Another Soros funded organization, the International Crisis Group (ICG), has advocated the inclusion of Al Qaeda in the government of Algeria to help “democratize” the nation. In December Algerian military sources revealed to western media that a high level Al Qaeda leader was killed along with other cadre in a helicopter attack on his vehicle as it travelled across the southern desert.

 

Citing terrorist concerns emanating from uranium and gold producer Mali, the government of Algeria last November closed its southern border and increased its military presence throughout its remote southern desert regions. Senior government officials speaking to the media described the move as a “sovereign decision.”

 

Niger shares common borders with Algeria and Mali. It sits just below Libya and to the east of Mali.

 

Algeria has been experiencing problems in the refugee camps controlled by the Polisario Front and located in its remote southeastern Tindouf region. Some news reports claim the camps, which contain upwards of 95,000 refugees, serve as a recruitment area for fundamentalists with connections to Al Qaeda.

 

In a development related to these events, the Khaleej Times newspaper and online site reported that on January 29th  Lieutenant-General Ahmed Gaid Salah, Algerian Deputy Minister for National Defence and Chief of Staff of the People’s National Army of Algeria met at the headquarters of the Military College at El Ain in Dubai, with counterpart Lt-General Hamad Mohammed Thani Al Rumaithi, Chief of Staff of the UAE Armed Forces.  Expanded bi-lateral military cooperation was discussed.

 

According to the United States Department of Energy, the Emirates have the world’s seventh largest natural gas deposits but investment in sophisticated techniques are required to process it into liquid natural gas, which can be offered by Algeria, Russia, France and the United States, among others.

 

Will Russia play an expanded role in across the Maghreb and in the Sahel regions of Africa?

The threat potential in and around the Tindouf camps and elsewhere in southern Algeria continues to grow.

 

Russian Foreign Minister Sergey Lavrov has met three times with Algerian counterpart Ramtane Lamamra over the past six months, most recently on February 11th, in Moscow. While a broad range of bilateral issues have been mentioned in public communiques the focus has tended to be on the problematic Syrian situation.  A press bulletin issued after the Moscow meeting featured generalities and did not go beyond Syria.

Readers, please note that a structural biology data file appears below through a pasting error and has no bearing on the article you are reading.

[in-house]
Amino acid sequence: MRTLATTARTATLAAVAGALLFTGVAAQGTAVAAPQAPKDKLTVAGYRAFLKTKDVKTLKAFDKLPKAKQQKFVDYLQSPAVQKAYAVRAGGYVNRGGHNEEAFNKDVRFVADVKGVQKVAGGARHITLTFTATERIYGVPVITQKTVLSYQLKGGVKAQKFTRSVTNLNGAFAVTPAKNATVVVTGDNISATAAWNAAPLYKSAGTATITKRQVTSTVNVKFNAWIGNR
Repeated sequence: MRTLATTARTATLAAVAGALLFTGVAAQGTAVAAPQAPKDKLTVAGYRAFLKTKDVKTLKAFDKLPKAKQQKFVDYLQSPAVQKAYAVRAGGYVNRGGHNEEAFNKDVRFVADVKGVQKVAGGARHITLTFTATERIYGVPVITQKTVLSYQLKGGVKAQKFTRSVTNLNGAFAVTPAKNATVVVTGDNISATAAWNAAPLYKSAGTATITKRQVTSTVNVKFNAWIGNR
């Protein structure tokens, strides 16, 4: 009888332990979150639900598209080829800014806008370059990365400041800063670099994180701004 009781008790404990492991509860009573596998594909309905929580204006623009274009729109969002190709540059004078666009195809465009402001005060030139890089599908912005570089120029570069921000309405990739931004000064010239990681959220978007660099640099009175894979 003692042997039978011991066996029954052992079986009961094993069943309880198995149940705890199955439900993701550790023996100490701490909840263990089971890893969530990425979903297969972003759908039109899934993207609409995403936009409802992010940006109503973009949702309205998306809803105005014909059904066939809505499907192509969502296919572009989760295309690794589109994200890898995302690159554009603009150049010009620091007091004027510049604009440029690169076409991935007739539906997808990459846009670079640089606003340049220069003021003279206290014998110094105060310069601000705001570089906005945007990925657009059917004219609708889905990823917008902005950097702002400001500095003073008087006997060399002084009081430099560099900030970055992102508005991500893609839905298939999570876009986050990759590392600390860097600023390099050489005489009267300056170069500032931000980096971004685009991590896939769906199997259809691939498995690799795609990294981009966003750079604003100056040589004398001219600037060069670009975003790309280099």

Photo: RIA Novosti

 

Washington’s response to security issues across Northern Africa and West Africa has taken on a back to the future dimension and continues to drive the growth of the Pentagon’s Africa Command strategy.

 

The first of four destroyers featuring sophisticated guided missile systems arrived recently at its new home port at the U.S. Navy base at Rota, Spain, near Cadiz.  Spain’s government has approved temporary stationing of an additional 500 U.S. Marines on Spanish soil, raising the total troop count to 1,000. Spanish troops have already conducted joint training operations with the English language version of El Pais reporting that their objective is to operate as a rapid response force.

 

Algeria will hold a presidential election on April 17th. Some voices that wield influence in the National Liberation Front (FLN) party are calling for president Abdelaziz Bouteflika, the nation's 76 year old longtime leader, to remove himself as a candidate.

 

Whatever happens, quiet diplomacy between France and Algeria, including a bi-national coordinating committee for security and military coordination in the fight against terrorism, headed on the French side by premier ministre Jean-Marc Ayrault, and Russia’s fraternal relationship with Algeria, will help maintain the modern infrastructure that supports stability in the geographically largest nation on the African continent.